Trip report: Bear Paw Butte

Tuli the dog towers over the landscape on a recent trip to Bear Paw Butte near Chena Hot Springs Resort. 

Outdoors Editor’s note: Trip Report is an ongoing series about trail conditions around Interior Alaska.

Amy Scott submitted this trip report about hiking Bear Paw Butte at Chena Hot Springs Resort

Party: Amy Scott (me) and dog Tuli.

Destination: Bear Paw Butte at Chena Hot Springs Resort.

Directions: Drive to the end of Chena Hot Springs Road and follow the maintained paths behind the rock pool and across Monument Creek. I heard that the front desk provides a trail map, but I found that — although signage is scarce — this trail is obvious and straightforward. 

Trip date: May 5.

Trail or route conditions, wildlife sightings and highlights: A sunny sky on Cinco de Mayo  enticed me to drive the 56 miles to Chena Hot Springs Resort for a tramp through the trees in search of Bear Paw Butte, long on my list on hills to climb around Fairbanks.

Adding a layer to shield the chill of a brisk wind in the resort parking lot and opting to strap the Yak Trax to my pack before leaving the car, I followed my leashed pup southeast, past the rock pool and up towards the auroratorium veering left at the ‘Y’ onto the Ridge Trail (marked with a red homemade sign that is obscured by an overgrown tree on the right-hand side of the trail). The lower portion of the trail was snot slick with mud as it climbed to the first northern vista, a great place to catch my breath and snap a few photos. About halfway up the path the sky became heavy with clouds that dropped a light flurry, yet hardy mosquitoes persisted in accompanying our walk. The continued ascent revealed a meld of hard packed and sun rotted snow that extended to the top (though the Yak Trax went unused) at 2,465 feet, where a rock outcropping surrounded by dry ground provided a masterful scope of the Monument Creek Valley and a resting place.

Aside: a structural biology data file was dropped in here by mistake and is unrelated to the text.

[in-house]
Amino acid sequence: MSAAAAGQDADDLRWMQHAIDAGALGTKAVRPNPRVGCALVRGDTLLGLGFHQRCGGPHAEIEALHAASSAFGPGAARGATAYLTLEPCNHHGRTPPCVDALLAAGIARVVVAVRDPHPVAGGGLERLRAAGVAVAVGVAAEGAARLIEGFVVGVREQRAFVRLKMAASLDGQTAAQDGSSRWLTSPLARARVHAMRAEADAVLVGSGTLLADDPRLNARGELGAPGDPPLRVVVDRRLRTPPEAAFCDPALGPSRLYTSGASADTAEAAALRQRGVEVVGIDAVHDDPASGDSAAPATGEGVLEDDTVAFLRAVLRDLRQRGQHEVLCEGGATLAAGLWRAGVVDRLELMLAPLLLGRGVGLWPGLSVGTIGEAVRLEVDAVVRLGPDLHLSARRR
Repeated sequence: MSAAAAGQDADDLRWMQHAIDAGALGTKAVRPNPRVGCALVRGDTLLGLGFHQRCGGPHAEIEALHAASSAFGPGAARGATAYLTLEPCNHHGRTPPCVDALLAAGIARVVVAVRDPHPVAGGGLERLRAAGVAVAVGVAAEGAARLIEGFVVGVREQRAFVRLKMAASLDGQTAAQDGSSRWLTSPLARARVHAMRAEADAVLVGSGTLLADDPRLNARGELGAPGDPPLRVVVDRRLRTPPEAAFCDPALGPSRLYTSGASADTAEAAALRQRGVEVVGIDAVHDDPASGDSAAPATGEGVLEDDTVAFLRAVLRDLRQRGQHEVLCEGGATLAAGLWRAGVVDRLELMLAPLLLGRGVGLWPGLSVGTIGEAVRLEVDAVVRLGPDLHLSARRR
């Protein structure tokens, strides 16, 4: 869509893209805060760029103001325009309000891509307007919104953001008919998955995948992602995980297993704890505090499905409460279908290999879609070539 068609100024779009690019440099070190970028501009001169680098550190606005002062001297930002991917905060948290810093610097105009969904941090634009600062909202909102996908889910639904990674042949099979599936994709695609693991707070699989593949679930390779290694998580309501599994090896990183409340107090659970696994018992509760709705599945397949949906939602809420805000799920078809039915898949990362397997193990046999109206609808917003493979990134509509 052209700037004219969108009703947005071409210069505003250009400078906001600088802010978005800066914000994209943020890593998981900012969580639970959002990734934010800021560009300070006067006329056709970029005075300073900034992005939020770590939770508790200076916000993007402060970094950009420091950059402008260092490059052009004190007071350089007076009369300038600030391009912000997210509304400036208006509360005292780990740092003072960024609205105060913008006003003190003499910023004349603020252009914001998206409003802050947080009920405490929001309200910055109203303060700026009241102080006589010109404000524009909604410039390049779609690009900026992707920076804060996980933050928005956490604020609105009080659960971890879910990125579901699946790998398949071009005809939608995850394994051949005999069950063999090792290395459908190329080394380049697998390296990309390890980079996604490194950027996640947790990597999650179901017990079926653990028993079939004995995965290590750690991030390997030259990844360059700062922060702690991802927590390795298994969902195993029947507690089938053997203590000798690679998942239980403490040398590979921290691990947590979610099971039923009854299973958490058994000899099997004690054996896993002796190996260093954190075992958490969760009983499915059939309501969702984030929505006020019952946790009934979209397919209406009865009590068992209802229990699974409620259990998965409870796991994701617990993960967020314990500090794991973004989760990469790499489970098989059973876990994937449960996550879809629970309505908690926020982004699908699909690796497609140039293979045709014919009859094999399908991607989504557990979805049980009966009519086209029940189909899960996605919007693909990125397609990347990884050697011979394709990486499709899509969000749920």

An obvious clearing climbs another few feet in the direction of the Hillside Cut Off Trail before dropping off to connect with the Angel Rocks to Chena Hot Springs Trail, giving the option of a loop. After walking 200 yards down the Hillside Cutoff, I decided I’d rather return the way I came. Although no wildlife sign was spotted and no other hikers were encountered, there were plenty of new and old boot tracks proving the popularity of this hike. As I finished the 5.1 mile trip, I asked myself why I’ve waited eight years to indulge in this truly rewarding Interior trek.